Art Thieves Grab $1.15 Million Degas as Heists SpreadBy
Thieves who took an 800,000 euro ($1.15 million) pastel drawing by Edgar Degas from a French museum also attempted to steal two paintings, including one by Degas.
"Les Choristes" (1877) was unscrewed from a wall of the Musee Cantini in Marseille on Dec. 30 or Dec. 31, while on loan from Musee d'Orsay in Paris. The robbers also tried to unscrew two paintings, said prosecutor Jacques Dallest, who said a criminal investigation was opened into the theft and attempted thefts, Le Figaro reported on its Web site, citing Agence France-Presse.
Curators and art insurers have been assessing European thefts as other high-value works have reappeared on account of the thieves' inability to sell them. Works still missing include a sketchbook that vanished from Paris's Picasso Museum in June last year. About 30 works worth 1 million euros, including items by Picasso and Rousseau, were stolen from a villa in southern France, police said on Jan. 2.
"This is an awful thing to have happened, and has left me in a state of shock," Marie-Paule Vial, who heads Marseille's 11 national museums including the Cantini, said of the Degas theft. "What is all the more terrible is that the work does not belong to us."
Vial said she experienced nothing on this scale in her 25- year career and failed to understand why robbers should have targeted the pastel, which measured 27 centimeters (10 inches) by 32 centimeters. While it was framed and covered with glass, she said, pastels are fragile and hard to move. "We have hope and are crossing fingers" the work will be found, she said.
The show from which it was stolen, "De la Scene au Tableau" ("From the Stage to the Canvas," Oct. 6, 2009 -Jan. 3, 2010), included nearly 200 works on the theme of performance. There were two Degas oils: "Portrait of Mlle. Fiocre in the Ballet 'La Source'" (1867-8), from New York's Brooklyn Museum; and Orsay's well-known "The Orchestra at the Opera" (c. 1870). Also on display were paintings by Delacroix, including a small self-portrait, and Vuillard, Vial said.
Other French galleries that have been robbed include the Musee des Beaux Arts in Nice, where, in August 2007, masked and armed thieves stole a Monet, a Sisley and two Brueghel paintings. They were arrested in Marseille 10 months later trying to sell the works, which were found in a van.
In October 2007, five people broke into the Musee d'Orsay at around midnight. One of them punched a Monet picture, "Le Pont d'Argenteuil" (1874), causing a 10-centimeter rip in the canvas. The five were later found thanks to video images.
Stolen art often resurfaces because it's impossible to sell on the open market, insurers and museum directors said. A version of Munch's "The Scream" was stolen in 1994 and returned later that year. Another version was robbed in 2004 and recovered in 2006. Two J.M.W. Turner paintings belonging to Tate were stolen from Frankfurt's Kunsthalle Schirn in 1994 and later recovered.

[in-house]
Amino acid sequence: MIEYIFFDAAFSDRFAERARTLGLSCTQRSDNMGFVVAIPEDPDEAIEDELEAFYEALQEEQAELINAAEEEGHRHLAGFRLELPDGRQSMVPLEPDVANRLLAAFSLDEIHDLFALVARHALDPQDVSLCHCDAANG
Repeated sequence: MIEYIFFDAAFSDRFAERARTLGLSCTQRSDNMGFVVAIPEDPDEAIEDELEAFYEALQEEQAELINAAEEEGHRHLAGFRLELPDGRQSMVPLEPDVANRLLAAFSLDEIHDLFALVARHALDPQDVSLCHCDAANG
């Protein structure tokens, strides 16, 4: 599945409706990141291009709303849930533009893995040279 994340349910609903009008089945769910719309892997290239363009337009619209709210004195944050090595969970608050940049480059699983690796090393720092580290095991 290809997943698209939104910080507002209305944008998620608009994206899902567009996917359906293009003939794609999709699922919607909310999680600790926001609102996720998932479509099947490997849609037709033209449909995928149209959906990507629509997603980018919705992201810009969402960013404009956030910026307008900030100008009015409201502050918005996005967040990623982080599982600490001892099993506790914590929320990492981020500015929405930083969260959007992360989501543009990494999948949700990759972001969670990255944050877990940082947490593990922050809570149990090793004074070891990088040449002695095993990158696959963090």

"No matter how skillfully executed these thefts sometimes are, they are generally poorly conceived," said Robert Korzinek, fine-art underwriter at insurer Hiscox Ltd., referring to the Degas theft. "The chances of an eventual recovery should be good."
The rising value of art and its public accessibility inside museums "is too great a temptation for thieves," Korzinek said. "The chance of converting the artworks into anything more valuable than newspaper headline glory is slim."
Details of the Degas pastel were immediately transmitted to Interpol's 188-country police network, and images of it were published all over the world. As a result, the Degas "will have no value on the open market: It will be literally priceless," said Korzinek.
When stolen works do reappear, they often show signs of wear and tear. A Leonardo da Vinci oil painting stolen in 2003 from the Duke of Buccleuch's Scottish castle was found four years later. "The Madonna of the Yarnwinder" has just gone on display at the National Gallery of Scotland after scrapes on the canvas were restored, according to Korzinek.
Damage is exactly what Picasso Museum Director Anne Baldassari fears when it comes to the Picasso sketchbook stolen last June. The small red album of 33 unsigned pencil drawings by Picasso dated 1917-1924 was removed from a locked glass case.
"The investigation is still going on, and police are pursuing both in-house and external leads," she said in an interview in Paris, pointing out that the notebook had "little value" on the open market.
Baldassari said her hope was that the thieves, regardless of their motivation, they would be conscious enough of its value as a piece of artistic heritage to "protect it from blind destruction."
To continue reading this article you must be a Bloomberg Professional Service Subscriber.
If you believe that you may have received this message in error please let us know.
- The Two Words That Will Help Get an Airline Upgrade Over the Phone
- Brighter U.S. Growth Outlook Emboldens Fed on Rate-Hike Course
- Stocks Turn Lower, Dollar Rises After Fed Minutes: Markets Wrap
- Risky Crypto Bet Dents Dennis Gartman's Retirement Account
- Apple in Talks to Buy Cobalt Directly From Miners